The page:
For example, suppose the calibration circuit 10 oscillator is set at 1 Hertz and the output pulses N1 from counter 9 are being fed at a rate of 100/second. The scaling actually is 1/4096, so that the number of error compensation pulses KN2 added per second in summing circuit 28 would be approximately 10,000/4096 ≅ 2.5%. This compensation is added to the uncorrected count N1 in summing circuit 28 to provide the corrected count N to count totalizer 31 in counter 9. If the period of circuit 10 is increased to 2 seconds, for a new output pulse rate N1 of 100 per second, the number of error compensation pulses N added per second would be 40,000/4096 ≅ 10%. This would be an extreme case, and this level of compensation has never been used. Thus by selecting the period of calibration circuit 10, appropriate compensation can be chosen to suit the particular items being counted. It should be noted that the error compensation needs no adjustment for a change in speed. That is to say, for a normal 100/second output pulse rate N1 and 1 Hertz, a 2.5% error compensation factor would be used, while a flow rate of 200/second would cause the error compensation factor to rise to 10%. A flow rate of zero therefore results in zero compensation. While a scaling factor of 1/4096 has been disclosed for purposes of example, it should be understood that this value could vary and that the actual value of the scaling factor used is not essential to the invention described herein.
When parts being counted are standard hexagonal nuts or other near spherical parts, the tubes 6 are conveniently replaced by inclined chutes preferably of V-shaped cross-section and having a small fillet radius (e.g. 1/8 inches or 0.3 cms.) The nuts will then roll smoothly down the chutes which are conveniently inclined at approximately 20° to the horizontal and can be counted as ordered streams with substantially no error. By using the V-shaped chutes it has been found that a high feed rate of 200 per second and only 16 output channels will give an error of not more than 1% without compensation circuitry. FIG. 3 shows the second form of the apparatus which is intended to be used for counting hexagonal nuts or other parts which will roll. The apparatus comprises a separating compartment 11, similar to the compartment 1 in FIGS. 1 and 2 and including a similar arrangement of bars 15. The compartment 11 has a hopper 13 extending from front-to-back of the compartment. A plurality of outlet channels 14 into which the parts fall in a random manner, as described for FIGS. 1 and 2, lead to the same number of inclined V-section chutes 16 arranged side-by-side and are equivalent to the tubes 6 in FIGS. 1 and 2. Each chute 16 discharges the parts passing therethrough into a separate sensing device 17 similar to the sensing devices 7 in FIGS. 1 and 2. The parts are delivered from the sensing devices 17 through an outlet 18 which may be common to all the sensing devices 17 or there may be separate outlets 18 leading to a common collector. The sensing devices 17 count the parts passing therethrough and transmit signals to an adding unit 9, as shown in FIG. 1.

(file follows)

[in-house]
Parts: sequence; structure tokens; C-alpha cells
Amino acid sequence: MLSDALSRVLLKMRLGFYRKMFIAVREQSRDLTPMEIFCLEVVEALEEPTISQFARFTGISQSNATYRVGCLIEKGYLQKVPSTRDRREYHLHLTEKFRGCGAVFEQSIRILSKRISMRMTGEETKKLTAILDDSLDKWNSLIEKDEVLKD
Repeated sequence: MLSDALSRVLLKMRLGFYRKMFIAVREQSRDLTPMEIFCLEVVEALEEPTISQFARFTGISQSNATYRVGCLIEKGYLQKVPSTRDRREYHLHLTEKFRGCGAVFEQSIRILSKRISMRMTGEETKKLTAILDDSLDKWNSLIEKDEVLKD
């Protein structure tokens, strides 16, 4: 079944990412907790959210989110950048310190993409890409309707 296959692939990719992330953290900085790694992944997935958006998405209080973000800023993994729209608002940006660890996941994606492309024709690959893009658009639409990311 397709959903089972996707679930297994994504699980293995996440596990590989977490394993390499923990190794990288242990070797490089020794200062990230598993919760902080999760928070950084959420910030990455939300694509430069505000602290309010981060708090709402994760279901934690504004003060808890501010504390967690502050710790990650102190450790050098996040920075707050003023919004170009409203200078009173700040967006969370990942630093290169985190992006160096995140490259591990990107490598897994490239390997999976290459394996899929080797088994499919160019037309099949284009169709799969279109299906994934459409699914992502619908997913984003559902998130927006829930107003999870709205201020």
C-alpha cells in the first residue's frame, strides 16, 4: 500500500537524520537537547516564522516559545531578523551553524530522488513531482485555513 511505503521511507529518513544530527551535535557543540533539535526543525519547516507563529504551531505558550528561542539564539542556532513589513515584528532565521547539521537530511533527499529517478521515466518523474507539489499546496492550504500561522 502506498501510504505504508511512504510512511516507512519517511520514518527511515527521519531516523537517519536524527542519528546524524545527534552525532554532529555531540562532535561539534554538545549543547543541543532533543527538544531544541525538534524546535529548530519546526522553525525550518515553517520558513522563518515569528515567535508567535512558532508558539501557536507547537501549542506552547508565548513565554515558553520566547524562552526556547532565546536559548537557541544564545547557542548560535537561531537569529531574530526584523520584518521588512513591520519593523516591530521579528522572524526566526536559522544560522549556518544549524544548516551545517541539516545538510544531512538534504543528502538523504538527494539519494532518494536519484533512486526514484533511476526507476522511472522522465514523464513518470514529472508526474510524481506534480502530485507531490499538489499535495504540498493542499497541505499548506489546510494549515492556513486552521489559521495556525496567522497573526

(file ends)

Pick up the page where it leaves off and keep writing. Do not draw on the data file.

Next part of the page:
Non-metallic parts may be counted in the tubes 6 or chutes 16 by interruption of light to a light responsive device or by sensing devices resulting in ultrasonic or fluidics signals.
A larger number of outlet channels may be provided by arranging the hopper 3 at the centre of the upper end of the compartment 1 and by dividing the lower end of the compartment 1 into outlet channels arranged side-by-side both between the side walls, as shown in FIG. 1, and also the front and back walls of the compartment. Bars 5 are also arranged between the side walls in addition to the front and back walls to form a grid structure, as viewed in plan, the bars 5 being so arranged as to effect uniform distribution of parts over all the outlet channels. Such an arrangement is shown in FIG. 4 in which reference 21 shows the separating compartment containing a grid-like system of bars 25 of which some extend between the front and back walls of the compartment 21 and others extend between the side walls thereof. The upper end of the compartment 21 is provided with a centrally-positioned hopper 23. The lower end of the compartment is formed by a grid-like outlet plate defining a grid-like arrangement of outlet channels 24 arranged side-by-side and back-to-back over the whole area of the compartment 21. Each outlet channel leads separately to one of a plurality of tubes 26 each equivalent to a tube 6 of the apparatus shown in FIG. 1. Each tube 26 is provided with a sensing device such as 7 leading to an adding unit 9, as in FIG. 1. The tubes 26 may be of square, rectangular, circular or any other suitable cross-section to which the outlet channels are shaped to feed parts thereto.
Instead of employing the bars 5, 15 or 25 taut wires or other means may be used to produce the required cascading of the parts. Alternatively the parts could be distributed over the outlet channels in a manner other than cascading over bars or wires. For example, the parts could be fed by a hopper on to a vibrating conveyor or conveyors discharging the parts to the output channels.
The invention provides a method and apparatus for accurately counting parts which do not require active ordering of the parts, are not sensitive to size of the parts, and whose accuracy is obtained by using compensation circuitry based on statistical computations. The provision of the separating region which is a spatial randomising device, and the positioning of the sensing devices, enables parts to be fed in bulk but counted singly. The compensation circuitry enables the sensed count to be corrected in accordance with statistically determined factors.
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|Citing Patent||Filing date||Publication date||Applicant||Title|
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|U.S. Classification||377/6, 377/50, 235/98.00R|
|International Classification||G06M7/00, G06M11/00|
|Cooperative Classification||G06M7/00, G06M11/00|
|European Classification||G06M7/00, G06M11/00|
|Mar 11, 2002||AS||Assignment|
Owner name: VAI CLECIM, FRANCE
Free format text: ASSIGNMENT OF ASSIGNORS INTEREST;ASSIGNOR:LEGOUPIL, JEAN-LUC;REEL/FRAME:012688/0918
Effective date: 20020215
Owner name: VAI CLECIM LE POLYEDRE, 53 RUE DES TROIS FONTANOT9
Free format text: ASSIGNMENT OF ASSIGNORS INTEREST;ASSIGNOR:LEGOUPIL, JEAN-LUC /AR;REEL/FRAME:012688/0918
|Dec 13, 2007||FPAY||Fee payment|
Year of fee payment: 4
|Dec 12, 2011||FPAY||Fee payment|
Year of fee payment: 8